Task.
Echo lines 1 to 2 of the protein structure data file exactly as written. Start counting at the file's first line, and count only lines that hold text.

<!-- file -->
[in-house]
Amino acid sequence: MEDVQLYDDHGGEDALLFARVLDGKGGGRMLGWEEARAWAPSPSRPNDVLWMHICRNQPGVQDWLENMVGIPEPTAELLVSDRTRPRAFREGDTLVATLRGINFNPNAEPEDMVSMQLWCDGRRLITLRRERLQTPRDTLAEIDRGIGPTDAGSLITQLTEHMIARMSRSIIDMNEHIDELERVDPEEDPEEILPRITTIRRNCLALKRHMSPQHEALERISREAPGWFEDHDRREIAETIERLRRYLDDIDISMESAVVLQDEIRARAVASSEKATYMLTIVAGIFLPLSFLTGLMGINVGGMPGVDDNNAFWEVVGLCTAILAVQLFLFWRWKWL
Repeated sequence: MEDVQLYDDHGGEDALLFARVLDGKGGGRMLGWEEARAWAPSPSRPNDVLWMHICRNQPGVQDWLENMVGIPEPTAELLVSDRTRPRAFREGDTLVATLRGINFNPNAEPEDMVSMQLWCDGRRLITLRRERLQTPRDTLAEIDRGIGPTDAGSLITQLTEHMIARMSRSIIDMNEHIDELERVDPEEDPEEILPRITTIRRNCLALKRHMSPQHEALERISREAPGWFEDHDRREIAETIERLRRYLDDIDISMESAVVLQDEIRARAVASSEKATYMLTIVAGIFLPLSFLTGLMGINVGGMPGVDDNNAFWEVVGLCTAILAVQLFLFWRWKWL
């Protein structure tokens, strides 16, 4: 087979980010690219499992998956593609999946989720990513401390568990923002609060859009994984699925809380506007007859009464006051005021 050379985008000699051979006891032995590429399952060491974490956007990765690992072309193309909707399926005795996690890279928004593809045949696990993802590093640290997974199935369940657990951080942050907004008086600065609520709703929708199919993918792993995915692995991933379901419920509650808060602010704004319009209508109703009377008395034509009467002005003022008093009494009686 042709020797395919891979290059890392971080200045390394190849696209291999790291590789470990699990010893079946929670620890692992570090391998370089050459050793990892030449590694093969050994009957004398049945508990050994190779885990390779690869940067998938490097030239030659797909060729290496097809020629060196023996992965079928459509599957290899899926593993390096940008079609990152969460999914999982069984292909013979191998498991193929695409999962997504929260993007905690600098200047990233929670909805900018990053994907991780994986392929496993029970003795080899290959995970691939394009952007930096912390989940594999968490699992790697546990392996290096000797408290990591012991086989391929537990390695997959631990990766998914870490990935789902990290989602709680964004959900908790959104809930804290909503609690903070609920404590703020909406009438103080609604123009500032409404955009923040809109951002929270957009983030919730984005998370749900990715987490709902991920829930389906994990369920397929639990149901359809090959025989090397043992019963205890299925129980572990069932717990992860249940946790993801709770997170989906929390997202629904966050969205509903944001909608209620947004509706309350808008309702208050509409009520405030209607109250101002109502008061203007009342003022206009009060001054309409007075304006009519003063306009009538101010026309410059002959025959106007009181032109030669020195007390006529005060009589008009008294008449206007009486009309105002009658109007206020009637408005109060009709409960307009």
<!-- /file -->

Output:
[in-house]
Amino acid sequence: MEDVQLYDDHGGEDALLFARVLDGKGGGRMLGWEEARAWAPSPSRPNDVLWMHICRNQPGVQDWLENMVGIPEPTAELLVSDRTRPRAFREGDTLVATLRGINFNPNAEPEDMVSMQLWCDGRRLITLRRERLQTPRDTLAEIDRGIGPTDAGSLITQLTEHMIARMSRSIIDMNEHIDELERVDPEEDPEEILPRITTIRRNCLALKRHMSPQHEALERISREAPGWFEDHDRREIAETIERLRRYLDDIDISMESAVVLQDEIRARAVASSEKATYMLTIVAGIFLPLSFLTGLMGINVGGMPGVDDNNAFWEVVGLCTAILAVQLFLFWRWKWL